NVIDIA GeForce GTX 780 Review

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Power Consumption, Noise, Temps

Before bringing this article to a close, we'd like to cover a few final data points--namely, power consumption, temperatures, and noise. Throughout all of our benchmarking and testing, we monitored acoustics and tracked how much power our test system was consuming using a power meter. Our goal was to give you an idea of how much power each configuration used while idling and also while under a heavy workload. Please keep in mind that we were testing total system power consumption at the outlet here, not just the power being drawn by the graphics cards alone.

Total System Power Consumption
Tested at the Outlet


The GeForce GTX 780's power consumption fell right in line with expectations, for the most part. Its idle power consumption was higher than we expect, but we aren't sure if there's something with our test system that caused the elevated idle power. Load power, however, fell right in line above the GeForce GTX 680 but below the Titan. We should also point out that despite offering much better overall performance, the GTX 780's load power was also lower than the Radeon HD 7970's, which is a nod to the Kepler architecture's power efficiency.

We've included this temperature data to essentially show the GeForce GTX 780's idle temperature because reporting the max temp under load is pointless due to GPU Boost 2.0. GPU Boost 2.0 will run the GPU up to the maximum temperature target specified in the driver while under load and throttle voltages and fan speed accordingly to maintain that target temperature. Because the default temperature target was 79'C with our GTX 780, it peaked at 79'C under load. Set the temp target to 75'C and that's how high its GPU temperature will go.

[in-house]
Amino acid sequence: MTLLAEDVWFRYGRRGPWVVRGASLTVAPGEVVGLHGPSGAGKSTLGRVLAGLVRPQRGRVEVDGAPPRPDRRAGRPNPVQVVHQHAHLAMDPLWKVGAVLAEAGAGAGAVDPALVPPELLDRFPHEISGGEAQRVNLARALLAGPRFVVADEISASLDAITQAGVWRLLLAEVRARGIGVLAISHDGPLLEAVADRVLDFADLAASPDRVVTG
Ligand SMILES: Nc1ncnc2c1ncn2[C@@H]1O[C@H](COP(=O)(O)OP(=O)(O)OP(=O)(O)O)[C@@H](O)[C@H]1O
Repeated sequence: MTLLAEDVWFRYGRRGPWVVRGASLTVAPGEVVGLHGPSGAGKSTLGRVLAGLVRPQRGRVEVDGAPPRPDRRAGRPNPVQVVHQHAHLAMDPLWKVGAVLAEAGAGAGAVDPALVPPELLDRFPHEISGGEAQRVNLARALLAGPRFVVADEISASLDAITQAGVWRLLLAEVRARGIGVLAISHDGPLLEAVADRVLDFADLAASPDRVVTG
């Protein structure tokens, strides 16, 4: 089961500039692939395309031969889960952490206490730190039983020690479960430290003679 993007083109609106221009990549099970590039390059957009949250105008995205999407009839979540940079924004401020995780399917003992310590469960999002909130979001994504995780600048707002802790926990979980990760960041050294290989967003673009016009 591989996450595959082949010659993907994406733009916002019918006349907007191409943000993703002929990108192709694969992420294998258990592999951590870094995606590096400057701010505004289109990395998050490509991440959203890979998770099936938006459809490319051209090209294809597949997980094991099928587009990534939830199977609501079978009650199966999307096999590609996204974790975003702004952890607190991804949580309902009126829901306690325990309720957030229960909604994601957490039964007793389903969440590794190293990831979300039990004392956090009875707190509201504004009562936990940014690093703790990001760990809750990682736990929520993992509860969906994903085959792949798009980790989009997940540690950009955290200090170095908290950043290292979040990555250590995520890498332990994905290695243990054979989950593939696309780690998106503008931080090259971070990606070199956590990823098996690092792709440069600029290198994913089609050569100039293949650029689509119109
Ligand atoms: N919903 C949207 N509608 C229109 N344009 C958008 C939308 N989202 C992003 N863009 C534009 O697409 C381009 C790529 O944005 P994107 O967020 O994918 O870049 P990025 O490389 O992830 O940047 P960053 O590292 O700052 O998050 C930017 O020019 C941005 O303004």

Having a hard temperature target with the GeForce GTX 780 is interesting because it means cards that are better cooled, either through liquid cooling or when installed in a high-performance chassis, should offer somewhat better performance. The cooler a GeForce GTX 780 runs, the longer it will be able to maintain maximum GPU Boost frequencies, which will ultimately improve performance.

In terms of acoustics, the GeForce GTX 780 is simply awesome. It is easily among the quietest high-end graphics cards we have ever tested. Period. End of story. In real world conditions, the GeForce GTX 780 is somewhat quieter under load than a GTX 680 and is much quieter than a Radeon HD 7970.

Part of the reason for the 780's great acoustics is a new fan speed control alogorithm NVIDIA developed. For the GeForce GTX 780, NVIDIA developed a new fan controller that uses an adaptive temperature filter with an RPM and temperature targeted control algorithm to eliminate unnecessary fan fluctuations that contribute to fan noise. The end result is fewer fan speed fluctuations and a "smoother" acoustic profile.
 

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